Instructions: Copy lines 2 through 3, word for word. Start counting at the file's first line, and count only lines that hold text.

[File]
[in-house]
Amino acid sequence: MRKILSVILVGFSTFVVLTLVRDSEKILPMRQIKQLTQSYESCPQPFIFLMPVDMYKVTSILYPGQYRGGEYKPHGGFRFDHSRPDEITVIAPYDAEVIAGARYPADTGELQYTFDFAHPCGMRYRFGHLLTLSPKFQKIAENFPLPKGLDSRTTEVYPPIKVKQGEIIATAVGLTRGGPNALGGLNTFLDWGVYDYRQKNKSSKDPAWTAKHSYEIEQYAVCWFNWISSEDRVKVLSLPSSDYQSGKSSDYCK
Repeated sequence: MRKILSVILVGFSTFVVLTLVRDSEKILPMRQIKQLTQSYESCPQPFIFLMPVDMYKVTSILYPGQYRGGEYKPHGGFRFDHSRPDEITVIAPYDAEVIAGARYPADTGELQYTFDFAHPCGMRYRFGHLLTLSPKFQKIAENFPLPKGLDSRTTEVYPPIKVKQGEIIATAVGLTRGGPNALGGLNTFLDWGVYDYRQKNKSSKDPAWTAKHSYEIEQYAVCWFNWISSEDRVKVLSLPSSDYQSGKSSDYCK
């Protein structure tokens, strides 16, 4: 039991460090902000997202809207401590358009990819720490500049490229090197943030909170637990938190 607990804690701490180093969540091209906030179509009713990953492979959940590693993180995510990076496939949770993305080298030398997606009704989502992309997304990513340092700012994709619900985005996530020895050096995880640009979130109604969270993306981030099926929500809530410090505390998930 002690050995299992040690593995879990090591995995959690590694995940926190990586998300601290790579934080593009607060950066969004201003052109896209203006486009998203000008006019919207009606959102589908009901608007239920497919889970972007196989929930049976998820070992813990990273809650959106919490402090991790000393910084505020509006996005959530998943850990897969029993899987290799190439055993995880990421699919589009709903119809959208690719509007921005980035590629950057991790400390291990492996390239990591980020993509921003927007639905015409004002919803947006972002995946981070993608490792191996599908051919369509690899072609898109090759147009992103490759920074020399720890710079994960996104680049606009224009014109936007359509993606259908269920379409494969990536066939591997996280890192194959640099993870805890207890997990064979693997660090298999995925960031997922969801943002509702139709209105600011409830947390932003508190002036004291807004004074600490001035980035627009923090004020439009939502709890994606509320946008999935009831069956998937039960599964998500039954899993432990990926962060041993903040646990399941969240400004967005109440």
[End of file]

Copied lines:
Amino acid sequence: MRKILSVILVGFSTFVVLTLVRDSEKILPMRQIKQLTQSYESCPQPFIFLMPVDMYKVTSILYPGQYRGGEYKPHGGFRFDHSRPDEITVIAPYDAEVIAGARYPADTGELQYTFDFAHPCGMRYRFGHLLTLSPKFQKIAENFPLPKGLDSRTTEVYPPIKVKQGEIIATAVGLTRGGPNALGGLNTFLDWGVYDYRQKNKSSKDPAWTAKHSYEIEQYAVCWFNWISSEDRVKVLSLPSSDYQSGKSSDYCK
Repeated sequence: MRKILSVILVGFSTFVVLTLVRDSEKILPMRQIKQLTQSYESCPQPFIFLMPVDMYKVTSILYPGQYRGGEYKPHGGFRFDHSRPDEITVIAPYDAEVIAGARYPADTGELQYTFDFAHPCGMRYRFGHLLTLSPKFQKIAENFPLPKGLDSRTTEVYPPIKVKQGEIIATAVGLTRGGPNALGGLNTFLDWGVYDYRQKNKSSKDPAWTAKHSYEIEQYAVCWFNWISSEDRVKVLSLPSSDYQSGKSSDYCK